This trail can be used all year, with hiking in summer and skiing in winter. However, people have been turned back as early as September in blizzards, and the track would be difficult to follow if covered in snow.
The hiking is mostly class 1 with a little class 2. There are abundant river crossings involving wading or rock-hopping. In general, the trail is wet as it rains quite a bit in this area of the world.
In Norway and Sweden the trail is marked with cairns, or red paint on rocks or trees. In Finland it is marked with orange-topped posts.
Water is plentiful along the trail.
From Tromsø or Narvik take the 100 bus to Setermoen. More information can be found at the Tromskortet web site with links to the bus page. Get off the bus at the Sentrum (city center) stop in Setermoen. If you have a phone or SIM card that works in Norway you can call a taxi yourself, or if not, you can walk across the street to the Co-op store and ask someone to do it for you. The Co-op also has a fast food restaurant upstairs.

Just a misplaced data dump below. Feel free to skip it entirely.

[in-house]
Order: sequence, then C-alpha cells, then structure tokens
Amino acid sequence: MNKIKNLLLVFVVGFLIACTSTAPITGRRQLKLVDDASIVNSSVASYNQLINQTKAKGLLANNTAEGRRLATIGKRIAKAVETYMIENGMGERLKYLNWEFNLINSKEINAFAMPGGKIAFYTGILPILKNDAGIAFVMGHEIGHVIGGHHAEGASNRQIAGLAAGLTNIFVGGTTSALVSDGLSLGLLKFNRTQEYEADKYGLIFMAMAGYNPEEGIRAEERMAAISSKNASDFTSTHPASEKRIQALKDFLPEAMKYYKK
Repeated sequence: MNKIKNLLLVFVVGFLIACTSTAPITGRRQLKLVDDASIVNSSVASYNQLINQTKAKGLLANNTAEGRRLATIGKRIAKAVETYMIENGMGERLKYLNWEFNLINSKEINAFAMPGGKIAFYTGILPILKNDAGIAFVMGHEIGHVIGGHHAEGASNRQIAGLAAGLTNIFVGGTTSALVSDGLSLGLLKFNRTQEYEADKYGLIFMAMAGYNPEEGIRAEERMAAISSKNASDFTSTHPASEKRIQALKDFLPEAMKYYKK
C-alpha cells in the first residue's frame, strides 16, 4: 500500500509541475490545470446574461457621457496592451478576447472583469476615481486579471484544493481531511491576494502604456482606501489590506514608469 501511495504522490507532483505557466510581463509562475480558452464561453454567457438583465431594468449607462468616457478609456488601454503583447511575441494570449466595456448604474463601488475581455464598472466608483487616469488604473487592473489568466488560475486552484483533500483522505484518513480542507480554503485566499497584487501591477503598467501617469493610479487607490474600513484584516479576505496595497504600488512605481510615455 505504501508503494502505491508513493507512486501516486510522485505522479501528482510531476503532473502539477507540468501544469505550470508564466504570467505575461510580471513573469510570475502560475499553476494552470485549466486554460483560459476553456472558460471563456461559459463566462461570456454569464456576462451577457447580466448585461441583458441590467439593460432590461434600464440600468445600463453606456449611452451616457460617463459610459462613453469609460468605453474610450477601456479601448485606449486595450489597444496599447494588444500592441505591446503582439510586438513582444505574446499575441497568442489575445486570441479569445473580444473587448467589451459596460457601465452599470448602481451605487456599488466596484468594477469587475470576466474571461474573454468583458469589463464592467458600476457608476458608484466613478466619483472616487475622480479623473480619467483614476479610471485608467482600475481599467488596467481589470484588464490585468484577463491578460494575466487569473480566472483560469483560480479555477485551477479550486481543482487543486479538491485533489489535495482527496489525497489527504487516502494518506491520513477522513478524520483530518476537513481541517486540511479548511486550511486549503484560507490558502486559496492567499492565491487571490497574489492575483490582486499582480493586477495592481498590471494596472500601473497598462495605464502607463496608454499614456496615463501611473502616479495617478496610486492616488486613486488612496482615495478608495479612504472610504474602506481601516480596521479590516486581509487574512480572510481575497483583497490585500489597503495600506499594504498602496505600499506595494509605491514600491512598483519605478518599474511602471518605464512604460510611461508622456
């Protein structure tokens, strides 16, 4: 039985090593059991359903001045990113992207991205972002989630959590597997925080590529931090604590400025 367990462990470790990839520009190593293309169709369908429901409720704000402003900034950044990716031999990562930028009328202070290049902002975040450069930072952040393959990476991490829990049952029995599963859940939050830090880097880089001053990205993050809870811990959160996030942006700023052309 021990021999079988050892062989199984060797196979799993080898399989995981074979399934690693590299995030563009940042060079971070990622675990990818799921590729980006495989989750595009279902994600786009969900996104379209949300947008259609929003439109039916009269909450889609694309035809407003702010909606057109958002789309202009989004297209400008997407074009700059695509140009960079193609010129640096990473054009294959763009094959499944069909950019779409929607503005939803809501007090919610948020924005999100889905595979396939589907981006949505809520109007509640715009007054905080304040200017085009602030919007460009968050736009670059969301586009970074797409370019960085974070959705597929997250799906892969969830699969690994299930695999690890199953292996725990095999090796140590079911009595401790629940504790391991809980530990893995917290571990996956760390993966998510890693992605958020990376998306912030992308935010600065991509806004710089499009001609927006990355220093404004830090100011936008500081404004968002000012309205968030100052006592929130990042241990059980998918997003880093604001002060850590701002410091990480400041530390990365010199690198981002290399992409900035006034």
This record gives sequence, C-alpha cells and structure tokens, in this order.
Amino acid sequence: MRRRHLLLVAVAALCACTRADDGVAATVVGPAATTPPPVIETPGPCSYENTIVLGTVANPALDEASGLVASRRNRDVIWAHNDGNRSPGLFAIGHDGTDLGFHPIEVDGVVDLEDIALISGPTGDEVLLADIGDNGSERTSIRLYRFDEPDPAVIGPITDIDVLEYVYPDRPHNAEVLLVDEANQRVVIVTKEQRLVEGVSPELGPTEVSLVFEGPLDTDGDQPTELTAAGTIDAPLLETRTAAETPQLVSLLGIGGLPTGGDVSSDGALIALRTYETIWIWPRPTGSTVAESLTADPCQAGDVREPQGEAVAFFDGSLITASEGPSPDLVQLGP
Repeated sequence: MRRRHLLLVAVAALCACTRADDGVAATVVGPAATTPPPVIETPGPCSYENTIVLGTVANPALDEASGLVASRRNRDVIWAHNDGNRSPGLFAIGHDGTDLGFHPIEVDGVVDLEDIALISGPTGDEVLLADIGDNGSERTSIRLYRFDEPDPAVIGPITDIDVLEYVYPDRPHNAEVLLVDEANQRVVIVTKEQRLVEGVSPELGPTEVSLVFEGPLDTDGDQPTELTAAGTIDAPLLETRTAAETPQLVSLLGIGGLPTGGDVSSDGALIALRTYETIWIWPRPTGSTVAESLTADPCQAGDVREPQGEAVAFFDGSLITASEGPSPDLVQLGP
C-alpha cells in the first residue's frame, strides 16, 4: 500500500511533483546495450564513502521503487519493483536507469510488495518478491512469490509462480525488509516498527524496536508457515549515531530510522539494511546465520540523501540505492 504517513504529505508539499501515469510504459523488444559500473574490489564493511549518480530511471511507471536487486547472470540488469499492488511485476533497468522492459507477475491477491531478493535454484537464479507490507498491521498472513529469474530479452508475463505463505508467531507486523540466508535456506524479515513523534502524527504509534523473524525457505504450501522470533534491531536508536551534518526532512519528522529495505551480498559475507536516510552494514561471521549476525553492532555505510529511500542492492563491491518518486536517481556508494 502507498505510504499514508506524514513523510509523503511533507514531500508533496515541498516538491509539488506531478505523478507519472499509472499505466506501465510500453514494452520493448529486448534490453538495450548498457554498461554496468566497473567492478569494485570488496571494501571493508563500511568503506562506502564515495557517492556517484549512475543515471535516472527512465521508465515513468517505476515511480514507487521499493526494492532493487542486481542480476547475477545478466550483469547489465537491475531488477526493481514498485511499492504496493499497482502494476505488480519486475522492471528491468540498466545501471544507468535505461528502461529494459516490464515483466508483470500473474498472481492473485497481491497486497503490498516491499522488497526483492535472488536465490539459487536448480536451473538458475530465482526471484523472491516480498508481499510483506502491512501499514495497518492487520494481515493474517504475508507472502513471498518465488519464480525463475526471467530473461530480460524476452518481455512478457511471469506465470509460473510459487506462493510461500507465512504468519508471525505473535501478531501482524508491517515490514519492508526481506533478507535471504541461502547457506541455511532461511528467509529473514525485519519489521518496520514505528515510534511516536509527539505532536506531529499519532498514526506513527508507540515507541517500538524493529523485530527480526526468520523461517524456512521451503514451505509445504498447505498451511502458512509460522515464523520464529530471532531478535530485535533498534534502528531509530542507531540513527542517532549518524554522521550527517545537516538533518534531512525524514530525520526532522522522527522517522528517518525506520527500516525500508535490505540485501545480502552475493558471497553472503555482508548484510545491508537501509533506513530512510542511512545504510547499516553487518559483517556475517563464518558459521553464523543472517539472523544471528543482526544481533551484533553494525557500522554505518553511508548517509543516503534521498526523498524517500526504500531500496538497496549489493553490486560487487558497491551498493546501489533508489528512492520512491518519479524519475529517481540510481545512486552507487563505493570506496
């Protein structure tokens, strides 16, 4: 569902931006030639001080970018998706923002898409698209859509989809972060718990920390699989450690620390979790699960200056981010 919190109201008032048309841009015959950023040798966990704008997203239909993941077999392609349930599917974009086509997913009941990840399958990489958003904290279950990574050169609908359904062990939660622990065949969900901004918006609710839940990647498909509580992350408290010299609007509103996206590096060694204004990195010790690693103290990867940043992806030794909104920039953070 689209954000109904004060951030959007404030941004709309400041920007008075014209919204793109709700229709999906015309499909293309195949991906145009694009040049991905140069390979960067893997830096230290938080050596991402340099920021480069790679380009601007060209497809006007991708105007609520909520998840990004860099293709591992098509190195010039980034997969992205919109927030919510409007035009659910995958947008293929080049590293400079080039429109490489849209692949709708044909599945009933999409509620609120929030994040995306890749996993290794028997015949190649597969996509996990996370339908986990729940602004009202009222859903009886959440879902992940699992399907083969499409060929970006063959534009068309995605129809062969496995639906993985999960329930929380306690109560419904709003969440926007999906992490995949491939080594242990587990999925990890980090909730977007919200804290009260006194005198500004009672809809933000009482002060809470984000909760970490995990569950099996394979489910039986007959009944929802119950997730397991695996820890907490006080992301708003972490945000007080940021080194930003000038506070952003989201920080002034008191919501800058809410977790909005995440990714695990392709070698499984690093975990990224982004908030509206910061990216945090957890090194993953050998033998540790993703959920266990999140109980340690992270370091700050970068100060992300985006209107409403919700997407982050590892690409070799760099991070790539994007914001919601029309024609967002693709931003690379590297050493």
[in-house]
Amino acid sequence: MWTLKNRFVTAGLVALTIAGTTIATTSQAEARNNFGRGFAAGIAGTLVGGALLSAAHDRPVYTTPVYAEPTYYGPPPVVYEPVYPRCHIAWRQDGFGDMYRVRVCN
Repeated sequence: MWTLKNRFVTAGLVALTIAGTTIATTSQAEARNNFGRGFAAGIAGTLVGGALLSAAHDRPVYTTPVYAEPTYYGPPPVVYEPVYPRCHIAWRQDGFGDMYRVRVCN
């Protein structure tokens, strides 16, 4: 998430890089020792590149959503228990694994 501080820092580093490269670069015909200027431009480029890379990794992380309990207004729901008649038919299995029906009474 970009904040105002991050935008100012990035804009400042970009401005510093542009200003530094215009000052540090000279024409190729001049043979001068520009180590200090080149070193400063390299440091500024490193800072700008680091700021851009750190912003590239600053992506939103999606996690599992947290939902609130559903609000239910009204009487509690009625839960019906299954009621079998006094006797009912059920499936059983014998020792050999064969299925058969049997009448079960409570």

The taxi company is Bardu Taxi, phone (47) 77181123. 47 is Norway's country code so if you are there you won't need that part of the number. In 2013 the bus cost NOK $255 NOK pp, the taxi cost NOK $859 for two people.
Another alternative is to find out when the weekly bus runs from Setermoen to Innset. Our taxi driver thought it runs from Innset to Setermoen Saturday morning and returns Saturday afternoon. It is route 19-219 (or lokalrute 219) and you can call (47) 907 99 318 in Norway to inquire about the schedule. If you plan to stay at the Husky farm, they may also be able to help with transportation.